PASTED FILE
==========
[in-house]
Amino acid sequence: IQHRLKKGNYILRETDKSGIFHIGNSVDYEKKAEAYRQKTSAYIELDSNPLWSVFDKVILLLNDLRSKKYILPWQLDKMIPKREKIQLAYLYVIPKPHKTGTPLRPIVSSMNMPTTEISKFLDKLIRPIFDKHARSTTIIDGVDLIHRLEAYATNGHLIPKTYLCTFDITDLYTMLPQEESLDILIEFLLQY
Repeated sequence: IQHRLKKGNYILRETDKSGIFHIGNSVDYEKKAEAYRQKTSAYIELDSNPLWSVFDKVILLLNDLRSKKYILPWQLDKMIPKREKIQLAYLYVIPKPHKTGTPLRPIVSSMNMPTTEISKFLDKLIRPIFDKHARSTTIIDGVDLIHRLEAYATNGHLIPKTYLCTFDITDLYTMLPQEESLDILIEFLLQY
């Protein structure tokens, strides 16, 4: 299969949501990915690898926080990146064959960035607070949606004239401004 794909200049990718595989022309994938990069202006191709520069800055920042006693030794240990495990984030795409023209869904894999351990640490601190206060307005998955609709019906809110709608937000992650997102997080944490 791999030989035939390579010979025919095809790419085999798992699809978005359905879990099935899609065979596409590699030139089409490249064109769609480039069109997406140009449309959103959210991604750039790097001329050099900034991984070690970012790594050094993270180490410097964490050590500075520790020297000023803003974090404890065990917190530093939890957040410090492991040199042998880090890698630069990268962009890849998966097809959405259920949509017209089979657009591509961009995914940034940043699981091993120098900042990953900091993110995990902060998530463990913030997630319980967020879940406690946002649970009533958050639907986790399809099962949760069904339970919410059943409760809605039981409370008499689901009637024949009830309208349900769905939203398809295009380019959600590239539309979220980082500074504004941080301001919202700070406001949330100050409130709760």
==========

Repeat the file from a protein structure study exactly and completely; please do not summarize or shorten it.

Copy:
[in-house]
Amino acid sequence: IQHRLKKGNYILRETDKSGIFHIGNSVDYEKKAEAYRQKTSAYIELDSNPLWSVFDKVILLLNDLRSKKYILPWQLDKMIPKREKIQLAYLYVIPKPHKTGTPLRPIVSSMNMPTTEISKFLDKLIRPIFDKHARSTTIIDGVDLIHRLEAYATNGHLIPKTYLCTFDITDLYTMLPQEESLDILIEFLLQY
Repeated sequence: IQHRLKKGNYILRETDKSGIFHIGNSVDYEKKAEAYRQKTSAYIELDSNPLWSVFDKVILLLNDLRSKKYILPWQLDKMIPKREKIQLAYLYVIPKPHKTGTPLRPIVSSMNMPTTEISKFLDKLIRPIFDKHARSTTIIDGVDLIHRLEAYATNGHLIPKTYLCTFDITDLYTMLPQEESLDILIEFLLQY
């Protein structure tokens, strides 16, 4: 299969949501990915690898926080990146064959960035607070949606004239401004 794909200049990718595989022309994938990069202006191709520069800055920042006693030794240990495990984030795409023209869904894999351990640490601190206060307005998955609709019906809110709608937000992650997102997080944490 791999030989035939390579010979025919095809790419085999798992699809978005359905879990099935899609065979596409590699030139089409490249064109769609480039069109997406140009449309959103959210991604750039790097001329050099900034991984070690970012790594050094993270180490410097964490050590500075520790020297000023803003974090404890065990917190530093939890957040410090492991040199042998880090890698630069990268962009890849998966097809959405259920949509017209089979657009591509961009995914940034940043699981091993120098900042990953900091993110995990902060998530463990913030997630319980967020879940406690946002649970009533958050639907986790399809099962949760069904339970919410059943409760809605039981409370008499689901009637024949009830309208349900769905939203398809295009380019959600590239539309979220980082500074504004941080301001919202700070406001949330100050409130709760």